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"The UK needs a more integrated approach to research in process analysis and control engineering and this is what CPACT is all about. I want to be part of an organisation that breaks down the barriers between engineers and measurement scientists, tackles complex industrial problems through multi-disciplinary research and generally, elevates industry - university collaboration to an exciting new level"

Professor David Littlejohn

CPACT related research interests

Strathclyde is working on process analysis techniques with particular emphasis on the Chemicals and Pharmaceutical industries.

The following recent projects involve staff and students from the departments of Pure & Applied Chemistry, Chemical and Process Engineering, Strathclyde Institute of Pharmacy and Biomedical Sciences, Electronic and Electrical Engineering, and Mathematics:

• Comparison of transmission and back scattered Raman spectroscopy for the analysis of powders and tablets

• Comparison of near infrared spectrometry, Raman spectrometry and acoustic emission for the non-invasive monitoring of powder blending

• Development of methodologies for the real-time monitoring of powder drying with emphasis on effects on particle size

• Developments in MIR-ATR probe technology based on polycrystalline silver halide optical fibres

• Development of optical interfaces for the non-invasive monitoring of microflow reactors by Raman spectrometry

• Comparison of calorimetry and NIR/MIR spectrometry for reaction monitoring

• Evaluation of techniques for on-line and non-invasive monitoring of fermentation processes

• In-situ characterisation of polymer stabilized pigment dispersions using spectroscopic techniques

• Modelling of acoustic wave permeation through reactor walls leading to the modelling and construction of new transducers for non-invasive monitoring of heterogeneous reaction processes by acoustic emission

• Developments in calibration transfer algorithms for application in process analysis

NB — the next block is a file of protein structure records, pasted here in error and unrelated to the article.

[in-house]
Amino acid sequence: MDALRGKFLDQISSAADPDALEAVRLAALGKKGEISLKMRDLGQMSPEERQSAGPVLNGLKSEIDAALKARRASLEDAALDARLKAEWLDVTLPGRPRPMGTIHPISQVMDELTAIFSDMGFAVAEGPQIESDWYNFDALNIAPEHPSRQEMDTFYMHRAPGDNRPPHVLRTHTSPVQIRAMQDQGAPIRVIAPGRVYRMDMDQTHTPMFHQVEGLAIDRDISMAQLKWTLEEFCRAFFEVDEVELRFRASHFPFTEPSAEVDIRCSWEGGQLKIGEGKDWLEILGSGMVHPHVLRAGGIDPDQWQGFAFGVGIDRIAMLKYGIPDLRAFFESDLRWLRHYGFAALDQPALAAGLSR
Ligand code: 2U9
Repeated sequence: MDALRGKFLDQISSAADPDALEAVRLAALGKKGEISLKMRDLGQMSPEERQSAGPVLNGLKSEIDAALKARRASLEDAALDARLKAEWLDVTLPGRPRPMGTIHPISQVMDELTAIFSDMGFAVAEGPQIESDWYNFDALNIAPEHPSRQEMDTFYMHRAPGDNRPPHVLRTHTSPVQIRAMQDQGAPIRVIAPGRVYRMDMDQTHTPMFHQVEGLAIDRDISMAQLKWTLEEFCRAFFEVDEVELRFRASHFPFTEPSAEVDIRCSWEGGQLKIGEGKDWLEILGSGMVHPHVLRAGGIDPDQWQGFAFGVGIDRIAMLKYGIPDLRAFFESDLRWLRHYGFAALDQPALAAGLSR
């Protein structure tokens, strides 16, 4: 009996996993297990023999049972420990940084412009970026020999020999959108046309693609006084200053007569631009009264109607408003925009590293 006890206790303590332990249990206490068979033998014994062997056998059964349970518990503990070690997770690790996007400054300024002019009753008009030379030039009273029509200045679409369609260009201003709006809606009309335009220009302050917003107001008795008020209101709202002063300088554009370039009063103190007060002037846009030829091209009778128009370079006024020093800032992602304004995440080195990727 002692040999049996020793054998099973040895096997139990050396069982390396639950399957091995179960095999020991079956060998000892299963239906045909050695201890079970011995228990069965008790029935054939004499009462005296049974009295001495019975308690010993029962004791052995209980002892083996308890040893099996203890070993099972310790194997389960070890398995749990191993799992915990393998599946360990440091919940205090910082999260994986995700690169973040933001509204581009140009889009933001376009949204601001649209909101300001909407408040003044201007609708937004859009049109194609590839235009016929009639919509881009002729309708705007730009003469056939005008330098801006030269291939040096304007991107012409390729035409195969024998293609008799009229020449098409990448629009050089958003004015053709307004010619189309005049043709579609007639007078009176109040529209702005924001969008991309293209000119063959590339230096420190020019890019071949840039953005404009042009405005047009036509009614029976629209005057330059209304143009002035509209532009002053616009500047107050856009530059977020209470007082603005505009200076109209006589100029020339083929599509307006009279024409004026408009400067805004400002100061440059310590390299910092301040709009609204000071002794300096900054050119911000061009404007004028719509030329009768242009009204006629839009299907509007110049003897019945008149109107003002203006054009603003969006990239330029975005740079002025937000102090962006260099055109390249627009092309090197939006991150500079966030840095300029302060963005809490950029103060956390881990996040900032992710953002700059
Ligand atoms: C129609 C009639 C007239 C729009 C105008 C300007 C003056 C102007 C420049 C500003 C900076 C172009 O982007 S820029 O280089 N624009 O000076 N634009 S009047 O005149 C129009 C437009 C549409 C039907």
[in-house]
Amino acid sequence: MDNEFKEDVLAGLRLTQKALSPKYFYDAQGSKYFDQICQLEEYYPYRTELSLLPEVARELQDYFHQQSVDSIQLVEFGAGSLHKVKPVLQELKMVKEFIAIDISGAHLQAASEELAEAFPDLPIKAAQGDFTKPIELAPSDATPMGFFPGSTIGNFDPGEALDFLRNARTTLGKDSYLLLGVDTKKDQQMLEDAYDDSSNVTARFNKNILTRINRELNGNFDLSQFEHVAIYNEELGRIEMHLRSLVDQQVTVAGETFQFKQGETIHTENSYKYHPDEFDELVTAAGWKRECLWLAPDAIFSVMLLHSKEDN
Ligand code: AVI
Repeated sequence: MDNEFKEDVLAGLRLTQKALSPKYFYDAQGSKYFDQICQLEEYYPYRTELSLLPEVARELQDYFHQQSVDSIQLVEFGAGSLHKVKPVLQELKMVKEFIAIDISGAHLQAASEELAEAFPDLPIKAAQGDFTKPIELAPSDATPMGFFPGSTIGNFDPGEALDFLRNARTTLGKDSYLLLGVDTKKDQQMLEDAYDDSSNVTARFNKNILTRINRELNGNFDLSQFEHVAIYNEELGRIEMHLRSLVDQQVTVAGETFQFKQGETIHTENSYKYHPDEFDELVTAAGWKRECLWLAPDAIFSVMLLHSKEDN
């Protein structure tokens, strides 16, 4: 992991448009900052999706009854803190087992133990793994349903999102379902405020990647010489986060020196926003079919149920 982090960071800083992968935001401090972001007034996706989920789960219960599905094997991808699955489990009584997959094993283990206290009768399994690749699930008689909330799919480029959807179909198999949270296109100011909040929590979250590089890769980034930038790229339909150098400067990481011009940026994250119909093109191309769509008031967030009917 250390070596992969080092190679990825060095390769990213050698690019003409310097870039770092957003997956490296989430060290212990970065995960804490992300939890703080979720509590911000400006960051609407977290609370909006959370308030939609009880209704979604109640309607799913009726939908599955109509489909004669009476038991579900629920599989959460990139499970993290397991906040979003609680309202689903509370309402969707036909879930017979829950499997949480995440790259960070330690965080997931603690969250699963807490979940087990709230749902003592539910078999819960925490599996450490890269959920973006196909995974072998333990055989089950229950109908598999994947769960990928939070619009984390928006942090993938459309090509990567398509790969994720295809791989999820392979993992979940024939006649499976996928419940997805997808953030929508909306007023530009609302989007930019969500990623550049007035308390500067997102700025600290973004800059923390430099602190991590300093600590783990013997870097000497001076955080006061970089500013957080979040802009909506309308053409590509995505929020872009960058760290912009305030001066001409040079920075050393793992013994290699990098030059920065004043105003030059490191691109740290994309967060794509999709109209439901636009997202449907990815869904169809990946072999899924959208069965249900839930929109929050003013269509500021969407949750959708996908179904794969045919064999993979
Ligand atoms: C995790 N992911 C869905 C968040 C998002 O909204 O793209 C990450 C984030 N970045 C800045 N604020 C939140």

• Investigations of particulate processes and the effects that scattering has on NIR spectra

• Development of low-field NMR spectrometry for process analysis

• Developments in Chemometric calibration methodology using a DoE approach

• In-situ monitoring of crystallisation processes

• Optical property measurements using Integrating Sphere:

• Total Diffuse Transmittance, Total diffuse Reflectance, Collimated Transmittance in conjunction with the inverse Adding-Doubling method to extract bulk absorption and scattering properties.

• Physical information (refractive index, particle size, shape and microstructure): Using Mie theory for spherical and T-matrix method or Raleigh-Gans approximation for non-spherical particles.

• On-line implementation using a flow through system is being planned.

• Optical property measurements using spatially resolved system (reflectance at multiple source to detector distances). A spatially resolved spectrometer system has been built in-house – capable of up to 9 simultaneous measurements.

• Faster measurements than the integrating sphere method.

• Easier to implement online/inline/in-vivo measurement system.

• Novel semi-empirical methodologies for scatter correction in order to improve the performance of calibration models for estimating chemical properties.

• Application of these methodologies to emulsions and emulsion polymerisation, Fermentation reactions, powder mixtures.

• Mass Spectometry

• Calibration Transfer Algorithms

• Acoustic Techniques

• Particle Size Analysis

• Particle Image Analysis

• Laser Induced Fluorescence

Additional expertise in atomic spectrometry, XRF spectrometry and chromatography, dynamic light scattering measurement, laser diffraction measurement, surface enhanced Raman spectroscopy, surface plasmon spectroscopy.

General contact information

Telephone 0141 548 2067
Fax 0141 548 4212

CPACT contact information

Please note that this contact information is for CPACT related enquiries only.

Professor David Littlejohn

Dr Alison Nordon

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